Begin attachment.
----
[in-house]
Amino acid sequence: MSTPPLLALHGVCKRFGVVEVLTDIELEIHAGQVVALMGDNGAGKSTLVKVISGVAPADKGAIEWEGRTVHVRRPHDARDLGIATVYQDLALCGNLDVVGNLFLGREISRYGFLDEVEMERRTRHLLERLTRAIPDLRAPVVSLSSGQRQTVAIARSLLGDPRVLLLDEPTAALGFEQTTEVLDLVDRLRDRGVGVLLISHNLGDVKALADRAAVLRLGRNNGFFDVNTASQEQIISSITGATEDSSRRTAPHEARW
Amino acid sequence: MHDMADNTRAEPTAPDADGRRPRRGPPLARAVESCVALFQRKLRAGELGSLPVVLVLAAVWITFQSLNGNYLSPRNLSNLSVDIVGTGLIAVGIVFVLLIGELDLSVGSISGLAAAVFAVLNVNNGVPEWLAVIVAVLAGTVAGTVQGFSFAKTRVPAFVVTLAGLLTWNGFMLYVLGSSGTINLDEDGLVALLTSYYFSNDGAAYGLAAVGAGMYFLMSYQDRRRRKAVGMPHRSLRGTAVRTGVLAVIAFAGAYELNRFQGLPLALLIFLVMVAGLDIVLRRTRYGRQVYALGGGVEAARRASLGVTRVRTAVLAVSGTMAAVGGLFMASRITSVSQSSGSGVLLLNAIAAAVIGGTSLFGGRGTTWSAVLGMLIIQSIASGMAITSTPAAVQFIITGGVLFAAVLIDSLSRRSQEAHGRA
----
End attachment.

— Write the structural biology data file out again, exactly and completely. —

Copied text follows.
[in-house]
Amino acid sequence: MSTPPLLALHGVCKRFGVVEVLTDIELEIHAGQVVALMGDNGAGKSTLVKVISGVAPADKGAIEWEGRTVHVRRPHDARDLGIATVYQDLALCGNLDVVGNLFLGREISRYGFLDEVEMERRTRHLLERLTRAIPDLRAPVVSLSSGQRQTVAIARSLLGDPRVLLLDEPTAALGFEQTTEVLDLVDRLRDRGVGVLLISHNLGDVKALADRAAVLRLGRNNGFFDVNTASQEQIISSITGATEDSSRRTAPHEARW
Amino acid sequence: MHDMADNTRAEPTAPDADGRRPRRGPPLARAVESCVALFQRKLRAGELGSLPVVLVLAAVWITFQSLNGNYLSPRNLSNLSVDIVGTGLIAVGIVFVLLIGELDLSVGSISGLAAAVFAVLNVNNGVPEWLAVIVAVLAGTVAGTVQGFSFAKTRVPAFVVTLAGLLTWNGFMLYVLGSSGTINLDEDGLVALLTSYYFSNDGAAYGLAAVGAGMYFLMSYQDRRRRKAVGMPHRSLRGTAVRTGVLAVIAFAGAYELNRFQGLPLALLIFLVMVAGLDIVLRRTRYGRQVYALGGGVEAARRASLGVTRVRTAVLAVSGTMAAVGGLFMASRITSVSQSSGSGVLLLNAIAAAVIGGTSLFGGRGTTWSAVLGMLIIQSIASGMAITSTPAAVQFIITGGVLFAAVLIDSLSRRSQEAHGRA